A couple of weeks ago I listed to an episode of This American Life called The Invention of Money which was really interesting. I've also been thinking about how most (if not all) of what seems necessary and normal by our standards and expectations is completely fabricated. We are so shaped by our experiences that we really believe that life is the way we think it is, that to be a human means what it means to us. The human experience has changed drastically (I can't even think of a strong enough word) in the last 200 years. The abundance of information and communication is mind boggling. I don't really have anything profound to say about that, but there has to be something to figuring out the true "essentials" for your own life.

Tuesday, February 01, 2011


Today was the little guy's second birthday. David made an Elmo cake for him (as he has become a HUGE Elmo fan over the past two months thanks to Youtube Sesame Street videos) and we had a low key party for him. He got some books from us and David's parents, a fun block train, a handmade beanbag from Spud, a handmade toy pillow and snake from Noodle, a card with five dollars from my parents, and a handmade super plush bunny from me, He really loves books and had to look at each of them as he unwrapped them.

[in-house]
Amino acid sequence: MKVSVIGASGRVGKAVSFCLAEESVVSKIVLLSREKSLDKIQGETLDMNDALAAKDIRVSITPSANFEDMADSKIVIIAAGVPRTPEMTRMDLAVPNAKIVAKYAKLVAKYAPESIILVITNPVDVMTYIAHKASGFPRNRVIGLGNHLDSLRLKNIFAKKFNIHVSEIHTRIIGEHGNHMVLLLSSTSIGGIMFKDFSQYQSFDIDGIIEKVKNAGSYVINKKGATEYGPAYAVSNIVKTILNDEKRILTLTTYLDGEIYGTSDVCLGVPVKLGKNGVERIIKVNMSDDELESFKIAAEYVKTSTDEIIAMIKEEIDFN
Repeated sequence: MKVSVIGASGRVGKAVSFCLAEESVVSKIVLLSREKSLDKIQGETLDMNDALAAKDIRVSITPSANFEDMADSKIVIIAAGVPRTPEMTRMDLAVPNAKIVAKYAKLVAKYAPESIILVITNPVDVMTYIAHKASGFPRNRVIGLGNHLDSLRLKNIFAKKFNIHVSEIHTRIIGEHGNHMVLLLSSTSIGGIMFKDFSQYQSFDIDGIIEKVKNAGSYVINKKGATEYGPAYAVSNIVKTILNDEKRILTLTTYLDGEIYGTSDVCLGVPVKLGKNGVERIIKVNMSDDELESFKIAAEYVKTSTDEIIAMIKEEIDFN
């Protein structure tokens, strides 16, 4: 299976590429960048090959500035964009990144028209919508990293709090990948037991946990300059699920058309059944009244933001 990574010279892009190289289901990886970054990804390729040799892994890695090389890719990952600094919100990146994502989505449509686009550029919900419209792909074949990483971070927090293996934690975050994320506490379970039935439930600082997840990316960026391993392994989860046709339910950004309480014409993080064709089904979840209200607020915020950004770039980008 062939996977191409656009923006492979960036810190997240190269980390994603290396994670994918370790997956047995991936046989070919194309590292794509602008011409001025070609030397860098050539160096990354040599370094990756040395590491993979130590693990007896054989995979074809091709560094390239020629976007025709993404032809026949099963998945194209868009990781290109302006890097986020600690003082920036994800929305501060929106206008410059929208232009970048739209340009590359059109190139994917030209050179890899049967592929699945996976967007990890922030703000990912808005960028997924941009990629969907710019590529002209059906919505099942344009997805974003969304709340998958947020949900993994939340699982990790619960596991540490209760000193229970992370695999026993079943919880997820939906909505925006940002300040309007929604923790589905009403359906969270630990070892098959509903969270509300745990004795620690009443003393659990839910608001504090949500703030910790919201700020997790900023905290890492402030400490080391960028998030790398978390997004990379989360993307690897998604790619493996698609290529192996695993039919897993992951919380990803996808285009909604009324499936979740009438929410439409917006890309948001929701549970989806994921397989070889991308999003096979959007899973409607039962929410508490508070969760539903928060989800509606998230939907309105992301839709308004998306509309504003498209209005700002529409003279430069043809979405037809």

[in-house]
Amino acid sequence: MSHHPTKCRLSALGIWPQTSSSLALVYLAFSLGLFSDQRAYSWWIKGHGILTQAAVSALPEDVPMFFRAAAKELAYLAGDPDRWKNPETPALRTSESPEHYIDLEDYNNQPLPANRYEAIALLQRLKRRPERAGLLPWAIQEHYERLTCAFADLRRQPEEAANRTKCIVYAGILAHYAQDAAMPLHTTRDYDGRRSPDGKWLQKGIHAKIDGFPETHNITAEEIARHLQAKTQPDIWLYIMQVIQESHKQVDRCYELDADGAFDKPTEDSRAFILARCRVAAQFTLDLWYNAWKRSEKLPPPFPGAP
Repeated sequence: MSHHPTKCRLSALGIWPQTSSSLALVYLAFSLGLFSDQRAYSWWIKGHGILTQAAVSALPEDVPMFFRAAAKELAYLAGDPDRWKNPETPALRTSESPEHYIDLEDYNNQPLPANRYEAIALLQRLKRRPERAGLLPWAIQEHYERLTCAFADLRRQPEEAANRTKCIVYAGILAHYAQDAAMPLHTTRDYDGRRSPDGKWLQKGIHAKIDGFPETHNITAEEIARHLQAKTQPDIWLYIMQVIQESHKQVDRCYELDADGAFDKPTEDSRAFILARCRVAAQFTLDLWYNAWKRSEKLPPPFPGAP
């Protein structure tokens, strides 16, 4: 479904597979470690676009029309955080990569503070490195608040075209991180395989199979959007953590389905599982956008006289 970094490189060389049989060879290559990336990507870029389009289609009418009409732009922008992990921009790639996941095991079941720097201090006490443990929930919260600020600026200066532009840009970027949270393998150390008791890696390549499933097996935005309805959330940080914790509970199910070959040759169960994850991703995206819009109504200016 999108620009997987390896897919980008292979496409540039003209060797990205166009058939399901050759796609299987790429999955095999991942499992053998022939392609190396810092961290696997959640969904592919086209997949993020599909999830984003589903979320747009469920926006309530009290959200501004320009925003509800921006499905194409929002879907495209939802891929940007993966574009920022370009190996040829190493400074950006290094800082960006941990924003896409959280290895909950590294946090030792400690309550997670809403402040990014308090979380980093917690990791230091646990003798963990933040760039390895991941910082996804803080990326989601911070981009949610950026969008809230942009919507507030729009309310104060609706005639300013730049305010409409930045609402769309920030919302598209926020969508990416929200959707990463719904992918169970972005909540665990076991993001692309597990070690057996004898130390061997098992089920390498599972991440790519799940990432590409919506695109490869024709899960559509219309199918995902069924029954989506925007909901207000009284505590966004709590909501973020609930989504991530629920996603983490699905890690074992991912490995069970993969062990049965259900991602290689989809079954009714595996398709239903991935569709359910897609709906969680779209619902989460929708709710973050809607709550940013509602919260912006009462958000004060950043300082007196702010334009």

He is such a super fun little guy. I'd blather on more, but it's late and I'm sleepy. I just wanted to get this out while it was still officially his birthday. Happy birthday little guy!

Tuesday, January 04, 2011

The Key to a Happy Christmas*

*you could probably substitute Birthday, Valentine's Day, Anniversary, etc.

Low Expectations.

That might sound a bit like a Debbie Downer thing to say, but I don't mean it to be. This year I think was the first time that I really didn't have anything I wanted or hoped to get. I had zero expectations of gifts, and was really just grateful to have some money set aside to buy gifts for the kids. And I really enjoyed Christmas, and truly felt like everything I got was a "gift." (Though, I did get a particular item of clothing from my parents-in-law about which I couldn't help but feel a tiny bit put out. It's a sweater that doesn't look like anything I would ever wear and is totally the wrong style for me.)

But, overall it was a great holiday and lots of fun. We got some fun gifts for the family, including the game Qwirkle Cubes, SnapCircuits, a zOrv digital microscope, and two ukuleles! I sewed a new design of monsters for the kids this year and they have really loved those.

One new activity for this year was a get together with my brother and his family and my sister and her family who live in the area. We don't usually get together at Christmas, and it was a lot of fun to do so. We had a fun white elephant gift exchange and just socialized, played games, sang some songs and ate yummy food. I hope that they all enjoyed it enough to want to do it again next year. We usually just see David's family at Christmas, and I felt kind of left out.

One of these days, I'll pull the last couple of months of pictures off my camera and have a mega picture post.